Porter Airlines is expected to announce an order for the new Canadian-made Bombardier CSeries mid-range jets, a move that could put the Toronto-based regional airline on the map as a viable third cross-country carrier, according to a source familiar with the deal.
A senior Porter employee told The Huffington Post Canada Monday that the airline plans to announce the order at a press conference Wednesday. A Wall Street Journal report, confirmed by The Huffington Post Canada’s source, suggests Porter could place a firm order for around a dozen aircraft, as well as the option to acquire more in a deal that could be worth more than $2 billion.
The source says Porter is storing crates apparently containing the parts for a model of the CS100 that would be displayed at the press conference.
Porter Airlines said Tuesday it will hold a press conference Wednesday morning to announce "growth plans at its home airport." A Porter spokesman declined comment on whether the announcement was the unveiling of its reported contract for the CSeries planes.
"There are many reports and much speculation at the moment, which we cannot confirm," Brad Cicero wrote in an email to HuffPost.
The deal would make Porter the first Canadian customer for the CSeries, which has a range of 5,400 kilometres, double the range of the airline’s current fleet of Bombardier Q400s, which can travel up to 2,522 kilometres. The Montreal-based company’s new line of aircraft won’t see their first flight until June and won’t be available to customers until next year.
The deal will turn privately held Porter Airlines from a small regional airline into the third viable domestic carrier, the source said. A third domestic carrier would bring more competition to routes that are typically flown by the country’s biggest carriers, Air Canada and Westjet, and could bring down prices for customers.
“Right now we're rinky-dink ... we can go from our departure point to a 1,500 kilometre radius,” the source told HuffPost. “In the CSeries we could go over 5,000 kilometres, so you can see how it can open brand new markets.”
Right now Porter flies to more than a dozen cities in eastern Canada and the United States as far west as Chicago and south to Myrtle Beach, S.C., with their fleet of 70-seat Bombardier Q400 turboprops. Jets are not allowed to use the Billy Bishop Toronto City Airport on the Toronto Islands, where the airline’s main hub is located.
The source said that with the bigger aircraft, Porter would be able to access new U.S. destinations such as Los Angeles, Florida, Las Vegas and longer Canadian routes such as Toronto to Calgary or Vancouver non-stop.
While the acquisition would give Porter the ability to "criss-cross the entire continental North America," there’s still a big question mark as to how the large planes will fly from the relatively short 1,220 metre runway on Toronto Island and whether the airline would have to use Toronto’s Pearson airport for that fleet.
RBC Capital Markets analyst Walter Spracklin noted that CS100s may be able to take-off from runways as short as 1,219 metres, making it an ideal plane for the the small Billy Bishop airport, whose longest runway stretches 1,216 metres.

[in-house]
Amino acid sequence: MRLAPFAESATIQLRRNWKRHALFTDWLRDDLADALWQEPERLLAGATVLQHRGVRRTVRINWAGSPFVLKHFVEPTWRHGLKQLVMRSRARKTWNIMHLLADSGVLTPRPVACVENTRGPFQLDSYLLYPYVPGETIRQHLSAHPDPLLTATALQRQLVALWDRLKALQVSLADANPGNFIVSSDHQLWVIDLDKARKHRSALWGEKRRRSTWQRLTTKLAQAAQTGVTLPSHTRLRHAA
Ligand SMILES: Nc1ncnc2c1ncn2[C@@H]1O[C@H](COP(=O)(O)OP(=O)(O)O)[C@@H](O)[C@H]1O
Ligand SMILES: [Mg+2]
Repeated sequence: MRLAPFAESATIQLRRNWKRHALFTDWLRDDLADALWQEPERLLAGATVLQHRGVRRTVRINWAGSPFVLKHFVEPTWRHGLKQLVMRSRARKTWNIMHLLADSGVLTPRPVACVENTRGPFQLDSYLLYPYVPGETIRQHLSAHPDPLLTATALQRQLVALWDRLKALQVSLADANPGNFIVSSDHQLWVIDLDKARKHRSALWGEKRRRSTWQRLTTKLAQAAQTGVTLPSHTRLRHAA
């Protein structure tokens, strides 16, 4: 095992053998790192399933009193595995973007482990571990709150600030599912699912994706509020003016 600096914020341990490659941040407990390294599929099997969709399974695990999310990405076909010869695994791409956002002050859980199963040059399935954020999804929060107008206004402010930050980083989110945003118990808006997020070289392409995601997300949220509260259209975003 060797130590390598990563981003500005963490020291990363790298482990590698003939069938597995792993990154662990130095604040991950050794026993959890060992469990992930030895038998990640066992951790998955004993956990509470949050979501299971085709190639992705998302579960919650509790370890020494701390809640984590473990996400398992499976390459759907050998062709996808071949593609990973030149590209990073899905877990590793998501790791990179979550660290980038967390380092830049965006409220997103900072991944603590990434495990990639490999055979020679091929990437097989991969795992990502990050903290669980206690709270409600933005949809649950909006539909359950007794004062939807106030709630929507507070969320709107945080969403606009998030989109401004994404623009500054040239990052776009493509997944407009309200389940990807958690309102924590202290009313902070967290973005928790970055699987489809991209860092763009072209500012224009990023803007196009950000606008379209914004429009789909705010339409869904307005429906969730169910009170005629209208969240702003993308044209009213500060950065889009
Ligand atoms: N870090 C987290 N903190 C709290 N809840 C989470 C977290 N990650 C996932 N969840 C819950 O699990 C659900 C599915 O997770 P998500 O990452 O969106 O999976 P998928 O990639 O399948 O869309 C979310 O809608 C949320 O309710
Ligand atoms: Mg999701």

However, Spracklin says it appears the planes need 1,341 metres for landing, which would mean Billy Bishop's runways would need "significant rework" before the CS100 is able to fly from it.
"Porter could also be looking to deploy the CSeries from alternate airports, including Montreal, to destinations in the U.S. and significantly expand its footprint on those routes," he said.
"Regardless, the CSeries performance attributes again are driving new orders in the 100-149 seat segment; and should this order be confirmed, BBD is well on its way in securing close to 200 firm CSeries orders."
Wall Street Journal reporter Jon Ostrower said on Twitter late Monday that a deal for 12 CSeries 100 planes and the option for 18 more is set to be announced Wednesday, citing two unnamed sources familiar with the deal. The CS100 planes have as many as 125 seats, allowing Porter to expand the number of passengers per flight by 80 per cent.
The report suggests the order could be one announced in December, 2012, by Bombardier, and that the order was “attributed earlier to an ‘Americas’ customer.”
The Montreal-based aerospace company said at the time that it had signed a letter of intent to up 30 CS100 CSeries planes, worth up to $2.08-billion if all the aircraft are purchased.
The new CSeries line of aircraft is Bombardier’s attempt to compete with global giants Airbus and Boeing outside of its traditional categories of business jets and regional planes. The aircraft are designed to minimize noise and emissions and provide a lightweight alternative to competitors’ planes with the same range of seats.
Bombardier has delayed the launch of the smaller CSeries aircraft to June, 2014, followed by the larger 110- to 149-seat CS300 by December, 2014. The first flight is scheduled for the end of June.
So far, orders for the CSeries have fallen short of Bombardier’s hopes, with 148 firm orders. Other CSeries customers include Lufthansa, Swiss International Airlines and U.S-based Republic Airways.
Bombardier spokesman Marc Duchesne said late Monday that the company “cannot comment on industry speculation.” A Porter spokesperson could not be immediately reached for comment.
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